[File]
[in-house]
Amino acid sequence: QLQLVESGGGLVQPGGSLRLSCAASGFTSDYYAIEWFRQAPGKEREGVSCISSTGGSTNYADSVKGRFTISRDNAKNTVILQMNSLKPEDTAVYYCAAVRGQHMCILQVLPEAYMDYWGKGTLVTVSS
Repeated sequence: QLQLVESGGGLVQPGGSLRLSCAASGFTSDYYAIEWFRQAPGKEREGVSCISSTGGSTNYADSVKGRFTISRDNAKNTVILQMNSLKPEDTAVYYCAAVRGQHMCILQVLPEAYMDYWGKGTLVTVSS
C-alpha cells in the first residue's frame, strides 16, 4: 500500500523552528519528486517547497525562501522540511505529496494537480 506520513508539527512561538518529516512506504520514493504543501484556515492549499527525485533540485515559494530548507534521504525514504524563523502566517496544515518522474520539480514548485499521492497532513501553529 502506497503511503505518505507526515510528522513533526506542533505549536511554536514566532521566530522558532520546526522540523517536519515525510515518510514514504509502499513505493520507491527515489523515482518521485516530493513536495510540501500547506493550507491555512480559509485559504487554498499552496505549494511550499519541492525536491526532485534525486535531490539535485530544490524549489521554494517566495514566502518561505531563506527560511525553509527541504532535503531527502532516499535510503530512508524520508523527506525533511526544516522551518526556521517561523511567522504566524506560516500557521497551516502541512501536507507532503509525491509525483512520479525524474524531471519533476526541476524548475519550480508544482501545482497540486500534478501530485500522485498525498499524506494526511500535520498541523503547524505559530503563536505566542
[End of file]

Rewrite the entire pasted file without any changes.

[in-house]
Amino acid sequence: QLQLVESGGGLVQPGGSLRLSCAASGFTSDYYAIEWFRQAPGKEREGVSCISSTGGSTNYADSVKGRFTISRDNAKNTVILQMNSLKPEDTAVYYCAAVRGQHMCILQVLPEAYMDYWGKGTLVTVSS
Repeated sequence: QLQLVESGGGLVQPGGSLRLSCAASGFTSDYYAIEWFRQAPGKEREGVSCISSTGGSTNYADSVKGRFTISRDNAKNTVILQMNSLKPEDTAVYYCAAVRGQHMCILQVLPEAYMDYWGKGTLVTVSS
C-alpha cells in the first residue's frame, strides 16, 4: 500500500523552528519528486517547497525562501522540511505529496494537480 506520513508539527512561538518529516512506504520514493504543501484556515492549499527525485533540485515559494530548507534521504525514504524563523502566517496544515518522474520539480514548485499521492497532513501553529 502506497503511503505518505507526515510528522513533526506542533505549536511554536514566532521566530522558532520546526522540523517536519515525510515518510514514504509502499513505493520507491527515489523515482518521485516530493513536495510540501500547506493550507491555512480559509485559504487554498499552496505549494511550499519541492525536491526532485534525486535531490539535485530544490524549489521554494517566495514566502518561505531563506527560511525553509527541504532535503531527502532516499535510503530512508524520508523527506525533511526544516522551518526556521517561523511567522504566524506560516500557521497551516502541512501536507507532503509525491509525483512520479525524474524531471519533476526541476524548475519550480508544482501545482497540486500534478501530485500522485498525498499524506494526511500535520498541523503547524505559530503563536505566542